We Must Support Religious Pluralism in Israel

I don’t come from a very big family. My father was an only child and my mom has one brother. We were very lucky that my aunt and uncle and our two cousins lived in the same town and that we were and are very close.


Recently, Uncle Mike and Aunt Fran took their kids, their spouses, and the four grandchildren to Israel. I’ve been captivated for the last two weeks watching them experience Israel together, many of them for the first time. Through the pictures and YouTube videos they posted to Facebook, I’ve been able to follow along, kvelling as they went the length and breadth of the country I love so much. 


At the same time, I’ve been following other pictures and articles and letters and videos posted to Facebook. These images didn’t make me kvell, not in the least. I was reading instead about the growing controversy in Israel surrounding the relationship (or lack thereof) between segments of the ultra-Orthodox population and their neighbors.


The various issues of buses segregated by sex, separate sidewalks, and the reaction of religious soldiers who refuse to listen to women singing were all covered in the media and opined about in social media outlets ad infinitum. All of this culminated in the confrontation between members of a far-right, ultra-Orthodox group and a young girl in Beit Shemesh that horrified many — and then the even more outrageous use of children dressed as concentration camp prisoners and wearing the “Jude” yellow star.


The cognitive dissonance between the joyful trip of 10 American Jews and the painful discussions about what is the true role of Judaism in the Jewish State was striking. I was thrilled that yet another generation of my family has had the chance to begin an actual relationship with the land of Israel. But I was heart sore at the prospect of so much causeless hatred among Jews in the Jewish State. And very concerned that the reaction of many American Jews would be to back even farther away from engagement with Israel.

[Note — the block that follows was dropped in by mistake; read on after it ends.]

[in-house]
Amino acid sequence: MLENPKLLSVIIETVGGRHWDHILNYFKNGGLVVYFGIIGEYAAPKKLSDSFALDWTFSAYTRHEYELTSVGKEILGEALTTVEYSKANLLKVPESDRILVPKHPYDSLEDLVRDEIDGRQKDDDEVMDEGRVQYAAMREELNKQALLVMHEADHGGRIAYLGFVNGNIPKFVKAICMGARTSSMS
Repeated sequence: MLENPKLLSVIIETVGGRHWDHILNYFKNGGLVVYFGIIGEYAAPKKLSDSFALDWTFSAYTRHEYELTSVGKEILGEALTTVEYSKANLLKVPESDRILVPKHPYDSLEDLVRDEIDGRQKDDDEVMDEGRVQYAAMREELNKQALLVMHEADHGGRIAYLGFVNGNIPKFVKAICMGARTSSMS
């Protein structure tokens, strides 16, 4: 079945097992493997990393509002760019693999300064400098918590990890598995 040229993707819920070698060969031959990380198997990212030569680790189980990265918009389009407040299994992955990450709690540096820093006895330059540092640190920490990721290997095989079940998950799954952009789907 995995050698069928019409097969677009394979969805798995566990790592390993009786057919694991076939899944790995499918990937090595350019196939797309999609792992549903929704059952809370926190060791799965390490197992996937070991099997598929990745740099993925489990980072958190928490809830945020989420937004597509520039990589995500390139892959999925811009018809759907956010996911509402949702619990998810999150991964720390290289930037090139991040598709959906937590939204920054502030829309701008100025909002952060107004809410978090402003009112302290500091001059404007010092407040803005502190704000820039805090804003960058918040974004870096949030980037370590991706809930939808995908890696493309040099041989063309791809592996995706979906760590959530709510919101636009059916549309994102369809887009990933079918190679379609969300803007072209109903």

I am very proud of the role that MetroWest continues to play in creating dialogue about religious pluralism in Israel and creating opportunities for Israelis to experience their Judaism in ways that may be new or novel to them and that create a closer relationship to that Judaism. And I am proud that we stand up for those values publicly. Below is the MetroWest statement about the latest controversies:


UJC MetroWest is home to all streams of Judaism and proud of its diversity. We are a leader among Federations in promoting religious pluralism and tolerance among diaspora Jews and Jews in Israel. UJC strongly condemns the acts of violence that are occurring in Beit Shemesh and other acts of intolerance towards fellow Jews and women in particular. These provocative acts disregard our Jewish values and promote dangerous conflict within Israel and among Jews worldwide. Together, we must stand up against this violence and work tirelessly to instill a sense of mutual respect in all our people.


But what I really want is to be sure that we can convey the power we, as Jews not living in Israel, have if we remain engaged. I’ve been casting about for a way to say this, when Facebook provided me with just the right outlet.


A friend from my days on the National Young Leadership Cabinet, Laura Cutler, posted a blog post from Anton Goodman, the shaliach (Israeli emissary) in her federation. The reason this is so relevant is that Laura’s federation is Washington, D.C., and the blog post was about their Partnership 2Gether community of — Beit Shemesh. Partnership 2Gether is the successor entity to Partnership 2000, the same program through which MetroWest is partnered with the city of Ofakim and the surrounding area of Merchavim. 


Anton’s full post does an excellent job of explaining the 15-year relationship between Washington D.C. and Beit Shemesh. It struck me as so similar in many ways to our story in Ofakim and Merchavim, in terms of the growth from giver/receiver of programs, dollars, and services to a shared partnership with strengths to share on both sides of the equation. Please read the full post for a better understanding of the nuances of the situation there. But whether you have a chance to do that or not, it is Anton’s closing words that I believe must compel us to remain engaged with our very big, very important family in Israel:


“American Jewry knows that it is not, and has never been, easy to partner with Israel. The early economic challenges have taken a backseat to political controversy and societal fragmentation; and Israel can no longer be cured with dollars. This is a new age of supporting Israel. It is about partnering with those (and we are still the majority, even in Beit Shemesh) who hold dearly to the original values, and together to make a stand on the future of the Jewish State.


Happy New Year to my family here, in Israel and around the world!




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